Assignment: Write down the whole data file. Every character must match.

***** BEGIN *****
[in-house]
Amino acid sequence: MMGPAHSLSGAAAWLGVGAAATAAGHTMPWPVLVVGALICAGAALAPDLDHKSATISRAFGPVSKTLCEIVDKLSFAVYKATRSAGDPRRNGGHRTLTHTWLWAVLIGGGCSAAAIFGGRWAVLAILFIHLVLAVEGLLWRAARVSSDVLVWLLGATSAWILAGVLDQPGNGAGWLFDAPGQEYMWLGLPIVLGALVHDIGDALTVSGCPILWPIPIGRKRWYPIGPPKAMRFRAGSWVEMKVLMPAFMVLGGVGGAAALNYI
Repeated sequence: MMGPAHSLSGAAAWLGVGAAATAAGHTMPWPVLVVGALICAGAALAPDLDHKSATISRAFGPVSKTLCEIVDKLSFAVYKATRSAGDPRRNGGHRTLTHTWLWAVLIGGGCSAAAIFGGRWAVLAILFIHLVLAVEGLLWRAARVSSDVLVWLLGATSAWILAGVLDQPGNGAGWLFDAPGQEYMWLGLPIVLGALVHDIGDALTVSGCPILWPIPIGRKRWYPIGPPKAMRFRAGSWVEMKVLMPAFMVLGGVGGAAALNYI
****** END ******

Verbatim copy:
[in-house]
Amino acid sequence: MMGPAHSLSGAAAWLGVGAAATAAGHTMPWPVLVVGALICAGAALAPDLDHKSATISRAFGPVSKTLCEIVDKLSFAVYKATRSAGDPRRNGGHRTLTHTWLWAVLIGGGCSAAAIFGGRWAVLAILFIHLVLAVEGLLWRAARVSSDVLVWLLGATSAWILAGVLDQPGNGAGWLFDAPGQEYMWLGLPIVLGALVHDIGDALTVSGCPILWPIPIGRKRWYPIGPPKAMRFRAGSWVEMKVLMPAFMVLGGVGGAAALNYI
Repeated sequence: MMGPAHSLSGAAAWLGVGAAATAAGHTMPWPVLVVGALICAGAALAPDLDHKSATISRAFGPVSKTLCEIVDKLSFAVYKATRSAGDPRRNGGHRTLTHTWLWAVLIGGGCSAAAIFGGRWAVLAILFIHLVLAVEGLLWRAARVSSDVLVWLLGATSAWILAGVLDQPGNGAGWLFDAPGQEYMWLGLPIVLGALVHDIGDALTVSGCPILWPIPIGRKRWYPIGPPKAMRFRAGSWVEMKVLMPAFMVLGGVGGAAALNYI